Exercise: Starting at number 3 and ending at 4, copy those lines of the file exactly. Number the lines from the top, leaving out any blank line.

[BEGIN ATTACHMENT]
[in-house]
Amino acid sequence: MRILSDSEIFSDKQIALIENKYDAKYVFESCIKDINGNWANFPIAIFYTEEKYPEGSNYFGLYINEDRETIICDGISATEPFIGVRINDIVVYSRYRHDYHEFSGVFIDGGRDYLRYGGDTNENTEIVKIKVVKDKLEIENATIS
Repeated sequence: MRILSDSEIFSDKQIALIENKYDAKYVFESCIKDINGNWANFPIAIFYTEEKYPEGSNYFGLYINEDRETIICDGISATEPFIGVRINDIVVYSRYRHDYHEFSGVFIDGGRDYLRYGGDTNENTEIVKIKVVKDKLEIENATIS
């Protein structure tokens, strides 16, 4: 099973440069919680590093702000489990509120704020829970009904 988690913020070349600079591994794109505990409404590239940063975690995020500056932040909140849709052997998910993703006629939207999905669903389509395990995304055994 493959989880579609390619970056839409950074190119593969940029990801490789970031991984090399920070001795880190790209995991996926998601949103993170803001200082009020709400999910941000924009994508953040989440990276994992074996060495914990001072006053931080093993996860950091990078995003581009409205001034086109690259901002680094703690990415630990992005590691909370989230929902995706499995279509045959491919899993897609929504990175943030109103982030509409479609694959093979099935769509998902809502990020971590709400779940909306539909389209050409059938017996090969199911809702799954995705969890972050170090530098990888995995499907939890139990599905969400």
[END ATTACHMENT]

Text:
Repeated sequence: MRILSDSEIFSDKQIALIENKYDAKYVFESCIKDINGNWANFPIAIFYTEEKYPEGSNYFGLYINEDRETIICDGISATEPFIGVRINDIVVYSRYRHDYHEFSGVFIDGGRDYLRYGGDTNENTEIVKIKVVKDKLEIENATIS
């Protein structure tokens, strides 16, 4: 099973440069919680590093702000489990509120704020829970009904 988690913020070349600079591994794109505990409404590239940063975690995020500056932040909140849709052997998910993703006629939207999905669903389509395990995304055994 493959989880579609390619970056839409950074190119593969940029990801490789970031991984090399920070001795880190790209995991996926998601949103993170803001200082009020709400999910941000924009994508953040989440990276994992074996060495914990001072006053931080093993996860950091990078995003581009409205001034086109690259901002680094703690990415630990992005590691909370989230929902995706499995279509045959491919899993897609929504990175943030109103982030509409479609694959093979099935769509998902809502990020971590709400779940909306539909389209050409059938017996090969199911809702799954995705969890972050170090530098990888995995499907939890139990599905969400």